Lesson 7: Crossfading RGB LEDs

In this lesson, you will learn how to fade between RGB colors using `analogWrite`, how to use the HSL colorspace to more easily (and independently) control hue and brightness, and how to use and load local `C/C++` libraries.

NOTE:

This is our most complex lesson yet. From a circuit standpoint, things are easy—it’s the same circuit as before (yay!). From a coding standpoint, things are more complicated. If you don’t have a coding background, it’s OK if the code doesn’t (fully) make sense. Try to read it and understand it given your current abilities. Regardless of your comprehension level, try copying the code and playing with it on your own!

Materials

You’ll need the same materials as the previous RGB LED lesson. Recall that there are two types of RGB LEDs: a common cathode design and a common anode design, so make sure you know which one you have as it will affect the circuit you make and the code you write.

Breadboard Arduino RGB LED Resistors
Breadboard Arduino Uno, Leonardo, or similar RGB LED (Either Common Cathode or Common Anode) Three 220Ω Resistors

Making the circuit

The circuit is the same as the previous RGB LED lesson. Make sure you follow the appropriate wiring based on whether you are using a common cathode or common anode RGB LED.

RGB Common Cathode Wiring RGB Common Anode Wiring

Writing the code

We are going to explore and implement two different RGB crossfade approaches.

1. First, we will use `for` loops to step through dyadic combinations between red, green, and blue LED colors. This approach is based on a now-expired gist by the user `jamesotron`.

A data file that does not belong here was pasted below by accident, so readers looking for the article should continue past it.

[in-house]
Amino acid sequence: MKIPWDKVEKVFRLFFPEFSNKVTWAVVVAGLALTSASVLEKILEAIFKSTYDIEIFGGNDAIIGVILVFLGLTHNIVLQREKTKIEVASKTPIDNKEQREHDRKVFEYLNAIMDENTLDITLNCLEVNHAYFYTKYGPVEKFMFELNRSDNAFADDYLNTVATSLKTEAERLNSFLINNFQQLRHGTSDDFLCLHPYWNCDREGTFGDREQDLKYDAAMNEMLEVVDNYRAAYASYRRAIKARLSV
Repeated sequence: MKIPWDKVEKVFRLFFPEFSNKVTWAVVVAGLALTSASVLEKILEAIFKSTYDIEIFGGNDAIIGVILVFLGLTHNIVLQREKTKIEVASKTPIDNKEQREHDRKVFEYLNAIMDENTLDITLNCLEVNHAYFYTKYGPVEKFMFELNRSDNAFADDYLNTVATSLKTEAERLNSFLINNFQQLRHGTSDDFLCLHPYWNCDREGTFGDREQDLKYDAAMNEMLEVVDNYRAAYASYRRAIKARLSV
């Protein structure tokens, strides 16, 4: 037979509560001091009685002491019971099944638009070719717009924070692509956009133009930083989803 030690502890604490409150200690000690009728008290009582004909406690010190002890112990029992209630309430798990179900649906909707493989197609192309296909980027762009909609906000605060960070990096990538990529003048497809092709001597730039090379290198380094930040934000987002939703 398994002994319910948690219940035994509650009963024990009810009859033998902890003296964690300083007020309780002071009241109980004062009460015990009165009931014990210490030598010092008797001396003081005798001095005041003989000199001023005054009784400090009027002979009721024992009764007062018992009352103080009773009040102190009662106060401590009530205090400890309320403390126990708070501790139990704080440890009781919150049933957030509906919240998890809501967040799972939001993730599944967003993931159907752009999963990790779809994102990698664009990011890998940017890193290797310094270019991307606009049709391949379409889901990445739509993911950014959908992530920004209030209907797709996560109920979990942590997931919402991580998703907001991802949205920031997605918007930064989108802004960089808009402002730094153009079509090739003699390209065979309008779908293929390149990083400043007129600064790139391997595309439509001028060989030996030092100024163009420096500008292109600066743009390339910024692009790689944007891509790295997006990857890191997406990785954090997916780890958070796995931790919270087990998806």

2. Second, we will use the HSL color space to manipulate hue—what colloquially we refer to as color—and then convert this to the RGB color space for our `analogWrite` calls. This approach is cleaner and less convoluted but requires using a separate library for the HSL-to-RGB conversion.

With `analogWrite`’s maximum output value of `255`, each embedded red, green, blue LED can be set from `0` to `255`, which enables 16,777,216 combinations (256^3). However, only a small fraction of these are perceptually different. Indeed, in our first crossfade solution, by default, we only fade between 156 combinations.

Crossfading in the RGB color space

The code for crossfading an RGB LED is the most complex that we’ve covered thus far (and, if you don’t have a coding background, it’s OK if you don’t fully understand it). For those in our engineering courses (like Ubiquitous Computing, Physical Computing, or Prototyping Interactive Systems), you are expected to read and understand this code.